Recently I had coffee with a group of newly unemployed professionals in my community. Most of them haven’t had to interview for a few years, and they were looking for an edge.
I thought about it and realized – many interviews are conducted on both sides by people who really don’t know how to interview. The interviewer asks questions, presumably to assess fit, and the job hunter tries to impress. That can be seen as over-confident or desparate, in either case, without regard to whether the job hunter is truly right for the job.
I suggested another approach: The real goal of both parties ought to be to determine whether there is a fit on all levels. Change the dynamic of the interview itself to a collaborative discovery. It may not be easy. Interviewers may not be skilled and veering off the prepared questions and format may be difficult. Job hunters want to show that they have what interviewers want, and may be afraid to acknowledge where they fall short.
Changing this dynamic requires both of you to take the risk of thinking unconventionally. If you can move the conversation to what’s really at stake for both parties you can truly distinguish yourself.
How can you collaborate wth the interviewer? Here’s what I suggest:
- Explore the job requirements together. Understand what is needed and why. Discuss the specifics of what needs to be done, how it’s been done in the past, and why there’s a need to fill this job now. Don’t be afraid to discuss whether it makes sense. Better to address the job now, than for the employer to discover two months from now that the need was different than originally thought.
- Discuss the ideal candidate. Ask what type if person would be perfect for the job and why. You may agree or have input. Find out what got you in the door – what intrigued someone enough to interview you. Ask what qualifications the interviewer thinks you have, and those he or she thinks you lack. Discuss those qualifications openly.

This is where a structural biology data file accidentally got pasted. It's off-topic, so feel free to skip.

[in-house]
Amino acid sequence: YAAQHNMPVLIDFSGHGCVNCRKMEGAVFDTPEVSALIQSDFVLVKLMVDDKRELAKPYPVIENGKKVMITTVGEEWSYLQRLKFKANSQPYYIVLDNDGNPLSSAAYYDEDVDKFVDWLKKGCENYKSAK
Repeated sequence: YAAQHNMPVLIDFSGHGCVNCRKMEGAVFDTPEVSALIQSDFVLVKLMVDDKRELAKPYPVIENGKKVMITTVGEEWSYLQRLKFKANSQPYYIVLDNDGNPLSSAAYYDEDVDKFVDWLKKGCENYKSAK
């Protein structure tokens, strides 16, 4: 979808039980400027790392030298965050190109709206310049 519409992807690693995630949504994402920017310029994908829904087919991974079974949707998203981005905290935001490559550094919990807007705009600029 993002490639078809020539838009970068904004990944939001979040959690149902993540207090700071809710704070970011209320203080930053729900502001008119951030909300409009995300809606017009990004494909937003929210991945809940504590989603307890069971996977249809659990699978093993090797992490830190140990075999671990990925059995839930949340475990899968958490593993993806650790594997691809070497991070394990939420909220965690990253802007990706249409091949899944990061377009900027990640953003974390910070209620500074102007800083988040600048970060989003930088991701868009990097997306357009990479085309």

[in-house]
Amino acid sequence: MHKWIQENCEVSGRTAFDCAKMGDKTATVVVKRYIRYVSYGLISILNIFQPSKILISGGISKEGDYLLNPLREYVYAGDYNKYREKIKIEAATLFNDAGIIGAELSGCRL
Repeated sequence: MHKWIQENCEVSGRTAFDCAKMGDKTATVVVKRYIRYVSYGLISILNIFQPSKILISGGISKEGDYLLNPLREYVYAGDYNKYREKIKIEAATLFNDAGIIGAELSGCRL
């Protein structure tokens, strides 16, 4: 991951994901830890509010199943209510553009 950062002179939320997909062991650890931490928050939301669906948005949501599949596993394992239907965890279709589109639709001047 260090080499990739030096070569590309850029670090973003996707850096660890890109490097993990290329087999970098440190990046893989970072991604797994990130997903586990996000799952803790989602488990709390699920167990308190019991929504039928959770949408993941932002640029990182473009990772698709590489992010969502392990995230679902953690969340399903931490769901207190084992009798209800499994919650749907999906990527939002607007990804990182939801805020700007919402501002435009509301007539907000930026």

- Sell by doing, not by telling. Make it easy for the interviewer to see how you might approach a situation in the job. Your exploration of the job requirements might uncover something that your role might address. You might have enough information by now to talk about how you would address the situation.
- Understand the decision-making process. Ask the questions that will help you understand how a hiring decision will be made. And it’s not a bad idea to ask about the other talent they are interviewing. If you bring up the subject in a collaborative rather than competitive way, it will be heard with the genuiness you intend.
- Be open and clear about whether you believe you are right for the job. Express whether you think you are and note your concerns. Don’t be afraid to refer to what got you the interview in the first place.
Notice there is absolutely nothing in these steps that says you should try to dazzle the interviewer with your credentials and your brilliant ideas. Nothing that talks about you selling yourself in the traditional way. Being transparent and collaborative in an interview requires that you are not arrogant (usually a sign of weakness), and certainly does not give the impression that you are desperate for a job.
Not to say you shouldn’t put your best foot forward. Or help the interviewer see what you can do – and how that might benefit the company. But do so only after you learn as much as you can about the job, and only as part of a mutual exploration into whether you might be the right fit. If you are, after a single interview you’re well on your way to earning their confidence and their trust. Then you will both understand that the interest and enthusiasm you’re expressing by the end of the interview are genuine. With the beginnings of trust established you’re bound to find your odds of landing the job substantially improved.
Do you have other tips for interviewing that build trust? Please share them as comments here!